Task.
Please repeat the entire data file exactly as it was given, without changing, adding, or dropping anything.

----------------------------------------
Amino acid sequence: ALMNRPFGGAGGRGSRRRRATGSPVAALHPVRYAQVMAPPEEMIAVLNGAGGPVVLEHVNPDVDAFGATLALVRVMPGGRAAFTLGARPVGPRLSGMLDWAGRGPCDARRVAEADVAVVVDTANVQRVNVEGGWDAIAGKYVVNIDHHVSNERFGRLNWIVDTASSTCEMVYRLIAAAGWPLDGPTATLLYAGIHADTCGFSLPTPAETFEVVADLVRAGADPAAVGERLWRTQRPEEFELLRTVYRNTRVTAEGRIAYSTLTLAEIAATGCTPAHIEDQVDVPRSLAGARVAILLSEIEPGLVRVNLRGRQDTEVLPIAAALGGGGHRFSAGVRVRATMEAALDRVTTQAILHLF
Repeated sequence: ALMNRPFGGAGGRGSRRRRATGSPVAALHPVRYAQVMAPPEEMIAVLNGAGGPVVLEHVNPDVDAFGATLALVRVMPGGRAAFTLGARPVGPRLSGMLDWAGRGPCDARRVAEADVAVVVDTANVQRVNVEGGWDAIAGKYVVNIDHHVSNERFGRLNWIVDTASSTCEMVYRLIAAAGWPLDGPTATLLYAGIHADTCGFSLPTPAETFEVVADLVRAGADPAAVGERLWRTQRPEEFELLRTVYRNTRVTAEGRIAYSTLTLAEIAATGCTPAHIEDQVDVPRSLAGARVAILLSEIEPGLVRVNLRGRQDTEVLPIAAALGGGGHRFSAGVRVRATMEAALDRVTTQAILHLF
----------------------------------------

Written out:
Amino acid sequence: ALMNRPFGGAGGRGSRRRRATGSPVAALHPVRYAQVMAPPEEMIAVLNGAGGPVVLEHVNPDVDAFGATLALVRVMPGGRAAFTLGARPVGPRLSGMLDWAGRGPCDARRVAEADVAVVVDTANVQRVNVEGGWDAIAGKYVVNIDHHVSNERFGRLNWIVDTASSTCEMVYRLIAAAGWPLDGPTATLLYAGIHADTCGFSLPTPAETFEVVADLVRAGADPAAVGERLWRTQRPEEFELLRTVYRNTRVTAEGRIAYSTLTLAEIAATGCTPAHIEDQVDVPRSLAGARVAILLSEIEPGLVRVNLRGRQDTEVLPIAAALGGGGHRFSAGVRVRATMEAALDRVTTQAILHLF
Repeated sequence: ALMNRPFGGAGGRGSRRRRATGSPVAALHPVRYAQVMAPPEEMIAVLNGAGGPVVLEHVNPDVDAFGATLALVRVMPGGRAAFTLGARPVGPRLSGMLDWAGRGPCDARRVAEADVAVVVDTANVQRVNVEGGWDAIAGKYVVNIDHHVSNERFGRLNWIVDTASSTCEMVYRLIAAAGWPLDGPTATLLYAGIHADTCGFSLPTPAETFEVVADLVRAGADPAAVGERLWRTQRPEEFELLRTVYRNTRVTAEGRIAYSTLTLAEIAATGCTPAHIEDQVDVPRSLAGARVAILLSEIEPGLVRVNLRGRQDTEVLPIAAALGGGGHRFSAGVRVRATMEAALDRVTTQAILHLF